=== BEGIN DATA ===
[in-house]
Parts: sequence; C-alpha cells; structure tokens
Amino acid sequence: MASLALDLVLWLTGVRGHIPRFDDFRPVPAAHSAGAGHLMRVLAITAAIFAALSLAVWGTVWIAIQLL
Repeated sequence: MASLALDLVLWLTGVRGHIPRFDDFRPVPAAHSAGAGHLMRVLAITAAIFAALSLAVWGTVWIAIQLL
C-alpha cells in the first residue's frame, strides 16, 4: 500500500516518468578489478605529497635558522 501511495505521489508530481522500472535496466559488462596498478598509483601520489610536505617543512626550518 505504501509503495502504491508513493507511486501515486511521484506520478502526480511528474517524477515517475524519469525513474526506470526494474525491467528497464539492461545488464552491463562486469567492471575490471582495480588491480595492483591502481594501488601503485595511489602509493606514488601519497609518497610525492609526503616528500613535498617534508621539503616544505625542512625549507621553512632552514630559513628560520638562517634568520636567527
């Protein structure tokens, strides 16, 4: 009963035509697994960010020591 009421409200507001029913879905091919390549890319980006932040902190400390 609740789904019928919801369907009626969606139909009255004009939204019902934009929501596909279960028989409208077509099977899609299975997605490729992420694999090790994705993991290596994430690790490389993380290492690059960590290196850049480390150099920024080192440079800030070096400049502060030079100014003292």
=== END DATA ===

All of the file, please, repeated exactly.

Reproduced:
[in-house]
Parts: sequence; C-alpha cells; structure tokens
Amino acid sequence: MASLALDLVLWLTGVRGHIPRFDDFRPVPAAHSAGAGHLMRVLAITAAIFAALSLAVWGTVWIAIQLL
Repeated sequence: MASLALDLVLWLTGVRGHIPRFDDFRPVPAAHSAGAGHLMRVLAITAAIFAALSLAVWGTVWIAIQLL
C-alpha cells in the first residue's frame, strides 16, 4: 500500500516518468578489478605529497635558522 501511495505521489508530481522500472535496466559488462596498478598509483601520489610536505617543512626550518 505504501509503495502504491508513493507511486501515486511521484506520478502526480511528474517524477515517475524519469525513474526506470526494474525491467528497464539492461545488464552491463562486469567492471575490471582495480588491480595492483591502481594501488601503485595511489602509493606514488601519497609518497610525492609526503616528500613535498617534508621539503616544505625542512625549507621553512632552514630559513628560520638562517634568520636567527
């Protein structure tokens, strides 16, 4: 009963035509697994960010020591 009421409200507001029913879905091919390549890319980006932040902190400390 609740789904019928919801369907009626969606139909009255004009939204019902934009929501596909279960028989409208077509099977899609299975997605490729992420694999090790994705993991290596994430690790490389993380290492690059960590290196850049480390150099920024080192440079800030070096400049502060030079100014003292």